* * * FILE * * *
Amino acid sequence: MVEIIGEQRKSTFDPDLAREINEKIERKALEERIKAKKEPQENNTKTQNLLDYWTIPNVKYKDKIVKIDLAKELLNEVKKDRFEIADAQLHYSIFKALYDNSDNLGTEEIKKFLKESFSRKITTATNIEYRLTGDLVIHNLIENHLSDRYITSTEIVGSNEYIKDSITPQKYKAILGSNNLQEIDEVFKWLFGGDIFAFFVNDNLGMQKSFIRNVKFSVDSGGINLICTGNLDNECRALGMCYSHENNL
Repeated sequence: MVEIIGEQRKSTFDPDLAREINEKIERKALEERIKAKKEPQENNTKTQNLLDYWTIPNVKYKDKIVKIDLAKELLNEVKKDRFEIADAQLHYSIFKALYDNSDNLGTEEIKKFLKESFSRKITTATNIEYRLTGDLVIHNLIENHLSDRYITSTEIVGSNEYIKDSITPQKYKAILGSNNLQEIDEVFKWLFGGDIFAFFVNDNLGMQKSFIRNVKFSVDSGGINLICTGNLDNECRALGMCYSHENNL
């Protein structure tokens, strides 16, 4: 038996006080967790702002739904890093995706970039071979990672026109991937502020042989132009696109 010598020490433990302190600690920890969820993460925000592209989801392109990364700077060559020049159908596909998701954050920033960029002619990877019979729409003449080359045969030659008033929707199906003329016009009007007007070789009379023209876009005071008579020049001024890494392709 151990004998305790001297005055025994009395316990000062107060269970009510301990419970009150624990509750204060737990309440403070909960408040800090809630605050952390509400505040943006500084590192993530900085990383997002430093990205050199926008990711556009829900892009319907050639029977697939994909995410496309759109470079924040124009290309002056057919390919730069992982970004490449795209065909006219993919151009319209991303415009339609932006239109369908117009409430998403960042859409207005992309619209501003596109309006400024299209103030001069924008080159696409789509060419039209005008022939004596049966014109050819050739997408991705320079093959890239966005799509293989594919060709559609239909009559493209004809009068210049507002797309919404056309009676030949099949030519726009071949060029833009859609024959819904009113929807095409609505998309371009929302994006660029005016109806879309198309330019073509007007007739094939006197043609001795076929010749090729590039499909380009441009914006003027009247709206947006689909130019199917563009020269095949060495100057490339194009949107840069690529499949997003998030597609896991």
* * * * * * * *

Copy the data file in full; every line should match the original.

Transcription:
Amino acid sequence: MVEIIGEQRKSTFDPDLAREINEKIERKALEERIKAKKEPQENNTKTQNLLDYWTIPNVKYKDKIVKIDLAKELLNEVKKDRFEIADAQLHYSIFKALYDNSDNLGTEEIKKFLKESFSRKITTATNIEYRLTGDLVIHNLIENHLSDRYITSTEIVGSNEYIKDSITPQKYKAILGSNNLQEIDEVFKWLFGGDIFAFFVNDNLGMQKSFIRNVKFSVDSGGINLICTGNLDNECRALGMCYSHENNL
Repeated sequence: MVEIIGEQRKSTFDPDLAREINEKIERKALEERIKAKKEPQENNTKTQNLLDYWTIPNVKYKDKIVKIDLAKELLNEVKKDRFEIADAQLHYSIFKALYDNSDNLGTEEIKKFLKESFSRKITTATNIEYRLTGDLVIHNLIENHLSDRYITSTEIVGSNEYIKDSITPQKYKAILGSNNLQEIDEVFKWLFGGDIFAFFVNDNLGMQKSFIRNVKFSVDSGGINLICTGNLDNECRALGMCYSHENNL
């Protein structure tokens, strides 16, 4: 038996006080967790702002739904890093995706970039071979990672026109991937502020042989132009696109 010598020490433990302190600690920890969820993460925000592209989801392109990364700077060559020049159908596909998701954050920033960029002619990877019979729409003449080359045969030659008033929707199906003329016009009007007007070789009379023209876009005071008579020049001024890494392709 151990004998305790001297005055025994009395316990000062107060269970009510301990419970009150624990509750204060737990309440403070909960408040800090809630605050952390509400505040943006500084590192993530900085990383997002430093990205050199926008990711556009829900892009319907050639029977697939994909995410496309759109470079924040124009290309002056057919390919730069992982970004490449795209065909006219993919151009319209991303415009339609932006239109369908117009409430998403960042859409207005992309619209501003596109309006400024299209103030001069924008080159696409789509060419039209005008022939004596049966014109050819050739997408991705320079093959890239966005799509293989594919060709559609239909009559493209004809009068210049507002797309919404056309009676030949099949030519726009071949060029833009859609024959819904009113929807095409609505998309371009929302994006660029005016109806879309198309330019073509007007007739094939006197043609001795076929010749090729590039499909380009441009914006003027009247709206947006689909130019199917563009020269095949060495100057490339194009949107840069690529499949997003998030597609896991």